If you stand near the Point State Park fountain, you are standing where, almost 150 years ago, Andrew Tierney was murdered.
Now, as part of an art project called Public Record, Tierney can call and tell you about it.
A middle-aged steelworker, Tierney was playing cards in a saloon when an argument sparked over alleged foul play. By night's end, the Irishman was left to walk home carrying three feet of his own intestines.
"I like to think of it as a haunting," says Justin Hopper, the artist and writer behind Public Record. "I call it a tour, but it's not. There's nothing really consecutive about it."
Created during Hopper's Old and New Media Residency with local outfits Deeplocal and Encyclopedia Destructica, Public Record combines hand-bound printed pages with modern technology.
Public Record, which debuts at Downtown's July 16 Gallery Crawl, includes a set of poems written to invoke 19th-century crimes committed Downtown, then recorded and integrated into an iPhone app and text-messaging system.
The app, developed through creative-technology specialists Deeplocal, displays a map of Downtown with a red X where each crime occurred. As participants reach each location, the X turns green, and they can hear Hopper's poems, performed by local actors, with effects by DJ Soy Sos. A brochure-style map with text-messaging codes (available at the gallery at 937 Liberty Ave.) can be used with other cell phones.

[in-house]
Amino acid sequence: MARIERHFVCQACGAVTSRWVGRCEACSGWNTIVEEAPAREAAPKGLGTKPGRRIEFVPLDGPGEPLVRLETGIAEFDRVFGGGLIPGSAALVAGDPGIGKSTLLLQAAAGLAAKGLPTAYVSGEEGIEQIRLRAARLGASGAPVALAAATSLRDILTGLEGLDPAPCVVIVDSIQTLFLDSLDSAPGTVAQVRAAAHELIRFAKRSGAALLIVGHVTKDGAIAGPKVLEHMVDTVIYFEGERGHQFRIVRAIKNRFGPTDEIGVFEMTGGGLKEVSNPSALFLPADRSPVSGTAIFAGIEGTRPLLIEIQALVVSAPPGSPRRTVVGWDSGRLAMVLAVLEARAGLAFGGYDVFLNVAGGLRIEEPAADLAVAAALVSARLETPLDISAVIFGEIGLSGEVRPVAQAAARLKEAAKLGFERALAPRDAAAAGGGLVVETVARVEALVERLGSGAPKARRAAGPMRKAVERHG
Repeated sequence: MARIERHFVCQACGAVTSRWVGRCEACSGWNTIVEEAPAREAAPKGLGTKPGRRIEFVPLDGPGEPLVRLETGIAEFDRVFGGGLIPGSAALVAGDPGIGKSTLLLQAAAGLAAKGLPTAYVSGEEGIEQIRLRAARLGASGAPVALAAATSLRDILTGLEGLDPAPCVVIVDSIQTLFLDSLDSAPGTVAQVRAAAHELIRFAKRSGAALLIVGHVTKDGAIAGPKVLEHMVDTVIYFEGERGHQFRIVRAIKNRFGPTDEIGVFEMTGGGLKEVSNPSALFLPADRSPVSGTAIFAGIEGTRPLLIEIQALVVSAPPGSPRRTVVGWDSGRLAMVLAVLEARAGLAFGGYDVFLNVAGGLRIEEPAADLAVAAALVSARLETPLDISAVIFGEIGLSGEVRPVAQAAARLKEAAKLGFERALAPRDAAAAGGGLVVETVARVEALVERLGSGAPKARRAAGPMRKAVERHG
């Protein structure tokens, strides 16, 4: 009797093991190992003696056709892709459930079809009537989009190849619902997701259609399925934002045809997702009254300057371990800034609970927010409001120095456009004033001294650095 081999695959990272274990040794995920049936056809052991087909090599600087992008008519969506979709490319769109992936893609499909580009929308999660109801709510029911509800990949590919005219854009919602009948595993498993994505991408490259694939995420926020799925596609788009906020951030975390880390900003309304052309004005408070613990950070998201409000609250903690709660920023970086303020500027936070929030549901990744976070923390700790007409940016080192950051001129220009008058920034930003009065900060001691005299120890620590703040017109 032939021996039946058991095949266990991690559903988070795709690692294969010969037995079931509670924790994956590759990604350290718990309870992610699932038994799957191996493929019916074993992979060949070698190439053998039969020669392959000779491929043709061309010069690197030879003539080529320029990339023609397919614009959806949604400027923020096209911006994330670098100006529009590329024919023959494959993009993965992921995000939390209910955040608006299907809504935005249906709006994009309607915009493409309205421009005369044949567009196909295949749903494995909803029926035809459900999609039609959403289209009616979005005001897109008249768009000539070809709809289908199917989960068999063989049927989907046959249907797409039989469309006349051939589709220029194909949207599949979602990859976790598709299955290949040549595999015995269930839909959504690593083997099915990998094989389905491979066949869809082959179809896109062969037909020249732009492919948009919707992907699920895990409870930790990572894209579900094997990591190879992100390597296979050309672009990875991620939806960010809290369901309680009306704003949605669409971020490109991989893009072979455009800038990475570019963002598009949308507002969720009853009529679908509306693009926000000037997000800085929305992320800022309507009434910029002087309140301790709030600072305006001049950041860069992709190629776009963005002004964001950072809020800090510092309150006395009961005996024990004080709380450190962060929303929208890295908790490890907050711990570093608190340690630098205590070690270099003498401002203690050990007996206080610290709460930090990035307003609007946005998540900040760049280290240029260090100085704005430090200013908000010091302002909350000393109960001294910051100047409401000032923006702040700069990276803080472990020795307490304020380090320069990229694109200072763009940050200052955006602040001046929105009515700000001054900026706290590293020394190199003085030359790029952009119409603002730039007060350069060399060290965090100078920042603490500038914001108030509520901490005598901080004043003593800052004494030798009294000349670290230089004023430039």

"It's like that Twilight Zone episode where the guy dials his own house and he picks up. You hear that voice," says Hopper (who's an occasional CP contributor). "The sound is compressed so much going through the phone line that, with the soundscapes in the background, it's a little spooky."
Hopper aims to raise the spirits of people who, officially, barely existed: All 11 subjects of Hopper's poems were uncounted in the census and left out of the city directory. "There is no way to know anything about them other than this one thing -- the time they got robbed or robbed someone or murdered," Hopper says.
Exploring themes of racism, women's roles and immigration, the poems were written using text from 19th-century newspaper articles and advertisements.
"It's an amazing time in the city's history," Hopper says of the last three decades of the 19th century, when most of the crimes occurred. "It really is like there's molten metal being poured into the cast of the city, but it hasn't cooled yet. It's bubbling; it's churning; it's absolutely insane."
In September, the poems will be printed in a limited-run book by Encyclopedia Destructica, an art collective. The book will include original illustrations, some of which will be displayed at the gallery.
Though he's far from tech-savvy himself, Hopper is refreshed by the creative possibilities of modern technology. "We're at the stage where technology-based art needs to break free of gadgetry -- to stop being about building a gadget that can do this neat thing and start being about being a means to an aesthetic end," he says. "Painting is not about the paint. I hope that this is a step towards that."
Public Record premieres 5:30-9 p.m. Fri., July 16. Exhibit continues through July 25. 937 Liberty Ave. (second floor), Downtown. Free. www.publicrecordpgh.com